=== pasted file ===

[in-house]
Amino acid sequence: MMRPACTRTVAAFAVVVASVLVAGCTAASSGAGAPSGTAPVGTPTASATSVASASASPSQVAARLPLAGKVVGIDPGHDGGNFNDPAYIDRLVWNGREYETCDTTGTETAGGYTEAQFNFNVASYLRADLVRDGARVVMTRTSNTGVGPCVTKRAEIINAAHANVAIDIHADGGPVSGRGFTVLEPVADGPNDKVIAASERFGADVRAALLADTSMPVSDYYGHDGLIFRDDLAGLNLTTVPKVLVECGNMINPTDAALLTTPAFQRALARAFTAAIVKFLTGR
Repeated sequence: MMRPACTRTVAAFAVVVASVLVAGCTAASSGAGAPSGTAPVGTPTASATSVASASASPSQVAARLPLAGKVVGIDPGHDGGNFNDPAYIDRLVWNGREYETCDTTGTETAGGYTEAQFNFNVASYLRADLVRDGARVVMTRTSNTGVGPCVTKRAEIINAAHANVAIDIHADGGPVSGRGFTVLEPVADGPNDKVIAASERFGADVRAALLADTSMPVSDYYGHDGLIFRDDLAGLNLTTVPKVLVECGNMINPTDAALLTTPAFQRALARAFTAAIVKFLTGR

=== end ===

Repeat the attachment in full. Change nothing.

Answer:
[in-house]
Amino acid sequence: MMRPACTRTVAAFAVVVASVLVAGCTAASSGAGAPSGTAPVGTPTASATSVASASASPSQVAARLPLAGKVVGIDPGHDGGNFNDPAYIDRLVWNGREYETCDTTGTETAGGYTEAQFNFNVASYLRADLVRDGARVVMTRTSNTGVGPCVTKRAEIINAAHANVAIDIHADGGPVSGRGFTVLEPVADGPNDKVIAASERFGADVRAALLADTSMPVSDYYGHDGLIFRDDLAGLNLTTVPKVLVECGNMINPTDAALLTTPAFQRALARAFTAAIVKFLTGR
Repeated sequence: MMRPACTRTVAAFAVVVASVLVAGCTAASSGAGAPSGTAPVGTPTASATSVASASASPSQVAARLPLAGKVVGIDPGHDGGNFNDPAYIDRLVWNGREYETCDTTGTETAGGYTEAQFNFNVASYLRADLVRDGARVVMTRTSNTGVGPCVTKRAEIINAAHANVAIDIHADGGPVSGRGFTVLEPVADGPNDKVIAASERFGADVRAALLADTSMPVSDYYGHDGLIFRDDLAGLNLTTVPKVLVECGNMINPTDAALLTTPAFQRALARAFTAAIVKFLTGR